You may have heard it before—you need to take care of yourself so you can take care of others. In finance, people tell you to pay yourself first and if you’re on a plane you’re advised to put your own mask first. But for many of us it is not easy to put ourselves before others, even when we know that this is the best way for us to be of use to them. When it comes to financial planning, Washington Post columnist Barry Ritholz advises readers to put themselves first by finding a financial advisor who put them first. Don’t just go for someone you’ve heard is ‘the best.’ Look for a financial planning professional who is interested in helping you work towards better financial health.
For those who are unaware, Ritholz describes two different standards for financial advisors—“suitability” and “fiduciary,” explaining that those who operate by the fiduciary standard “have a much stricter duty and legal obligation than do those who operate under suitability rules.” He notes that when the SEC suggested a fiduciary standard for all financial advisors in 2011, Wall Street balked and lobbied hard to prevent this and he explains why:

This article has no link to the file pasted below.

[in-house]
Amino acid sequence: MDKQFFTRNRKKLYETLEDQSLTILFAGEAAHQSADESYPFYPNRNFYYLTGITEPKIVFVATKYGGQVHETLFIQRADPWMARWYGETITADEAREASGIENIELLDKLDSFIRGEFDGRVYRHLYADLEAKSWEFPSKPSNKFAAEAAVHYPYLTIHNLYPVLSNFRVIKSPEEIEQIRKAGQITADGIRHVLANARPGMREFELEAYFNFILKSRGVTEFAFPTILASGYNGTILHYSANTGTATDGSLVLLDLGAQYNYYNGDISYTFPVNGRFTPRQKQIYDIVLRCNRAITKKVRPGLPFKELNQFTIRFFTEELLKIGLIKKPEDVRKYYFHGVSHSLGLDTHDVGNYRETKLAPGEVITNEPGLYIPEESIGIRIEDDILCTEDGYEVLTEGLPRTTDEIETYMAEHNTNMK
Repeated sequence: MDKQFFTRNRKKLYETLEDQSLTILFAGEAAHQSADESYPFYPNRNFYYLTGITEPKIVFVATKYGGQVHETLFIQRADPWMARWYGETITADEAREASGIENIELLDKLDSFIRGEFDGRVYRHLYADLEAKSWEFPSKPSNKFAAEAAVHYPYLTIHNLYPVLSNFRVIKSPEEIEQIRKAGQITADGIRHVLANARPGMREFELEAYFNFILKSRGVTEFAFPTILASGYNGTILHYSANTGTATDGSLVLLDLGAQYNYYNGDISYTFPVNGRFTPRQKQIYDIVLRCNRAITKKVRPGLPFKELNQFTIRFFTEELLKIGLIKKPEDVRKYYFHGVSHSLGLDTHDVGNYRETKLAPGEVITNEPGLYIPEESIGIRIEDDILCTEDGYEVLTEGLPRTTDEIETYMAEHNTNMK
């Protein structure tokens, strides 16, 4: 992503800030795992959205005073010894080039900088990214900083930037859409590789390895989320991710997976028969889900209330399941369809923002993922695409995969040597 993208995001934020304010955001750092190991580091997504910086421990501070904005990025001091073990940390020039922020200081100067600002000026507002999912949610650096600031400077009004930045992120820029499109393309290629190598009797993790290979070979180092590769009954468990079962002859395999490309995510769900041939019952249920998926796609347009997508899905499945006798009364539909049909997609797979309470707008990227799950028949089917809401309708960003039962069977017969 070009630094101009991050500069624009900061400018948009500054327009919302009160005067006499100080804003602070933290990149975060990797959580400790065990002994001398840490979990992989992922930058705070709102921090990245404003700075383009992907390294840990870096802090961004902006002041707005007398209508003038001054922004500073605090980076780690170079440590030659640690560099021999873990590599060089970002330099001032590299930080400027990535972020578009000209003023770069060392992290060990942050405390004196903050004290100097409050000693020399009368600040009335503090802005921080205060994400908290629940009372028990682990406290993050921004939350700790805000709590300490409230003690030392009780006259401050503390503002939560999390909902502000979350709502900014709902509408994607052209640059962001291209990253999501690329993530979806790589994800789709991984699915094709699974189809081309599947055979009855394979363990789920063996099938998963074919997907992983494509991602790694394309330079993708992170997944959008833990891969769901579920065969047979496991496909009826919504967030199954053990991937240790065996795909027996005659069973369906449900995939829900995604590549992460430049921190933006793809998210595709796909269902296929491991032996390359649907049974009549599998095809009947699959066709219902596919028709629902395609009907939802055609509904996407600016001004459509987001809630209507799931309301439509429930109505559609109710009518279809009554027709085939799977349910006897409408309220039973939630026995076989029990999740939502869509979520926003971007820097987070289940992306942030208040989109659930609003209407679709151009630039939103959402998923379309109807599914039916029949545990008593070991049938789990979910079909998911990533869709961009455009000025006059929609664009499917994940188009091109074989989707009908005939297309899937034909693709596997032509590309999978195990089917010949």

“The fiduciary legally obligates the registered investment advisor to act at all times for the sole benefit and interest of the client. That straightforward, cut-and-dried standard has enormous ramifications.”
Ritholz does not completely condemn advisors that operate under the suitability standard and outlines times when this standard works fine but cautions readers to investigate whether or not an advisor is going to consider their needs:
“When seeking out advice, do yourself this favor: Find an advisor who is legally obligated to put your interests first. When you are retired and living comfortably off of your investments, you will thank me.”